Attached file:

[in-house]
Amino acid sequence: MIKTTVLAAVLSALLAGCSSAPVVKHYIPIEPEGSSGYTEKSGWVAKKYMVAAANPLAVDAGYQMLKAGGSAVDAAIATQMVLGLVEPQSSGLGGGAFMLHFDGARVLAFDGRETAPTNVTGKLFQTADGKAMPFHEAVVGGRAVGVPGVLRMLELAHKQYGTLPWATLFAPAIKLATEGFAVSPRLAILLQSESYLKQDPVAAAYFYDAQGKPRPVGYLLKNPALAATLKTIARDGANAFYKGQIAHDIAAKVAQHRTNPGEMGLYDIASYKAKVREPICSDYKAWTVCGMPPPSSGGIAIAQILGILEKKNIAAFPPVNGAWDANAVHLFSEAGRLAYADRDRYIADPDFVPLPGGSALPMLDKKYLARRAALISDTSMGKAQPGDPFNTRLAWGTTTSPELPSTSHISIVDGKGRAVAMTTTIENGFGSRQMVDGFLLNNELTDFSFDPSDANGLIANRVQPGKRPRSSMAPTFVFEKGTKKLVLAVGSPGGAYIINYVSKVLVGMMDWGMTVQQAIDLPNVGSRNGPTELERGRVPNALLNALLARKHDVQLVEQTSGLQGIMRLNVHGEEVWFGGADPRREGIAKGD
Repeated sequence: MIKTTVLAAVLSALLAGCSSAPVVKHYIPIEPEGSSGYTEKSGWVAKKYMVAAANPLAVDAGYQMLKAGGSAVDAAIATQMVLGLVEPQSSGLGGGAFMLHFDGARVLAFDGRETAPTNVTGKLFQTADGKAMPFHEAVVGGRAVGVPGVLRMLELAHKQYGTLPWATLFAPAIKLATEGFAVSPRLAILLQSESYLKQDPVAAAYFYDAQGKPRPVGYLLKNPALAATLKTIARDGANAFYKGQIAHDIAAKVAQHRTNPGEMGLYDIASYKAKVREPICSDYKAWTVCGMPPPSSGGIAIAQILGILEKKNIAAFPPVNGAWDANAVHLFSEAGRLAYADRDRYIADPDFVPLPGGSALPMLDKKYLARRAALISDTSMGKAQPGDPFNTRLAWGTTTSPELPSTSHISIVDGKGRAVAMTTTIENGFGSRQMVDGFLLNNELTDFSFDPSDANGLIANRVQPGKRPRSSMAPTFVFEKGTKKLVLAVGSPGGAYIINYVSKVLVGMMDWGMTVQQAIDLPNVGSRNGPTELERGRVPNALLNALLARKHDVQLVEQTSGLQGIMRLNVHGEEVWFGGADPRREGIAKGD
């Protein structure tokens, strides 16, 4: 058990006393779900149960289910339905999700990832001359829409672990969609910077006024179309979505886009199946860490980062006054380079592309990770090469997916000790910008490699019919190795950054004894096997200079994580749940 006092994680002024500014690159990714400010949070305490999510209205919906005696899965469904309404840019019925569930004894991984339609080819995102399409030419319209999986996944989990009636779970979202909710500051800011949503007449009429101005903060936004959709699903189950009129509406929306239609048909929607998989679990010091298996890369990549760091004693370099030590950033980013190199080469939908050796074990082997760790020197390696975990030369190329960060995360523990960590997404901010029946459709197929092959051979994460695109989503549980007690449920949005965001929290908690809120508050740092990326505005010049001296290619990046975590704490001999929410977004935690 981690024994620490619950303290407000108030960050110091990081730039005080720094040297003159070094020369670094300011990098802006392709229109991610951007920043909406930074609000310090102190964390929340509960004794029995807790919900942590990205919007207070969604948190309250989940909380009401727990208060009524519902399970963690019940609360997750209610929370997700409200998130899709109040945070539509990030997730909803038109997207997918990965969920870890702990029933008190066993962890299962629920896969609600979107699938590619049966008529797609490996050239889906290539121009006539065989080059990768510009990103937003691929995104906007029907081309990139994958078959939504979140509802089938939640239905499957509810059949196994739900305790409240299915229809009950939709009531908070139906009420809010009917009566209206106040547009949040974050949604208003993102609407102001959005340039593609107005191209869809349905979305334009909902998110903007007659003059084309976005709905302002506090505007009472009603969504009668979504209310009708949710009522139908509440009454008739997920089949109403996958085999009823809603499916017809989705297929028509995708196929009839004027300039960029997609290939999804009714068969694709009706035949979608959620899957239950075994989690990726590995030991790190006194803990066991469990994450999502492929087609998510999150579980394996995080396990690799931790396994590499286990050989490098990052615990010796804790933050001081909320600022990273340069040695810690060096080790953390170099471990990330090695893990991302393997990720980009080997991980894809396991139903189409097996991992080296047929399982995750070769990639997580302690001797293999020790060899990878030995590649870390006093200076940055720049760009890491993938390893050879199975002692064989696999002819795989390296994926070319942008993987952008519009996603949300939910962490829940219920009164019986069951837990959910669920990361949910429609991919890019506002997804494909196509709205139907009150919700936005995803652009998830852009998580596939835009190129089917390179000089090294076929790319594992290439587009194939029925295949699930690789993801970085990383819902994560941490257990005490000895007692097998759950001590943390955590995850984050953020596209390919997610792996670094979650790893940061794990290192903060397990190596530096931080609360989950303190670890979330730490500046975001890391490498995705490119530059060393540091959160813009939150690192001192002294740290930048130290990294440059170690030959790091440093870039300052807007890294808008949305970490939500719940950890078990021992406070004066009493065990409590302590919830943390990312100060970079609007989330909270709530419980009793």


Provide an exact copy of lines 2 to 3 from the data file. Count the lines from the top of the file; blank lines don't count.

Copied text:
Amino acid sequence: MIKTTVLAAVLSALLAGCSSAPVVKHYIPIEPEGSSGYTEKSGWVAKKYMVAAANPLAVDAGYQMLKAGGSAVDAAIATQMVLGLVEPQSSGLGGGAFMLHFDGARVLAFDGRETAPTNVTGKLFQTADGKAMPFHEAVVGGRAVGVPGVLRMLELAHKQYGTLPWATLFAPAIKLATEGFAVSPRLAILLQSESYLKQDPVAAAYFYDAQGKPRPVGYLLKNPALAATLKTIARDGANAFYKGQIAHDIAAKVAQHRTNPGEMGLYDIASYKAKVREPICSDYKAWTVCGMPPPSSGGIAIAQILGILEKKNIAAFPPVNGAWDANAVHLFSEAGRLAYADRDRYIADPDFVPLPGGSALPMLDKKYLARRAALISDTSMGKAQPGDPFNTRLAWGTTTSPELPSTSHISIVDGKGRAVAMTTTIENGFGSRQMVDGFLLNNELTDFSFDPSDANGLIANRVQPGKRPRSSMAPTFVFEKGTKKLVLAVGSPGGAYIINYVSKVLVGMMDWGMTVQQAIDLPNVGSRNGPTELERGRVPNALLNALLARKHDVQLVEQTSGLQGIMRLNVHGEEVWFGGADPRREGIAKGD
Repeated sequence: MIKTTVLAAVLSALLAGCSSAPVVKHYIPIEPEGSSGYTEKSGWVAKKYMVAAANPLAVDAGYQMLKAGGSAVDAAIATQMVLGLVEPQSSGLGGGAFMLHFDGARVLAFDGRETAPTNVTGKLFQTADGKAMPFHEAVVGGRAVGVPGVLRMLELAHKQYGTLPWATLFAPAIKLATEGFAVSPRLAILLQSESYLKQDPVAAAYFYDAQGKPRPVGYLLKNPALAATLKTIARDGANAFYKGQIAHDIAAKVAQHRTNPGEMGLYDIASYKAKVREPICSDYKAWTVCGMPPPSSGGIAIAQILGILEKKNIAAFPPVNGAWDANAVHLFSEAGRLAYADRDRYIADPDFVPLPGGSALPMLDKKYLARRAALISDTSMGKAQPGDPFNTRLAWGTTTSPELPSTSHISIVDGKGRAVAMTTTIENGFGSRQMVDGFLLNNELTDFSFDPSDANGLIANRVQPGKRPRSSMAPTFVFEKGTKKLVLAVGSPGGAYIINYVSKVLVGMMDWGMTVQQAIDLPNVGSRNGPTELERGRVPNALLNALLARKHDVQLVEQTSGLQGIMRLNVHGEEVWFGGADPRREGIAKGD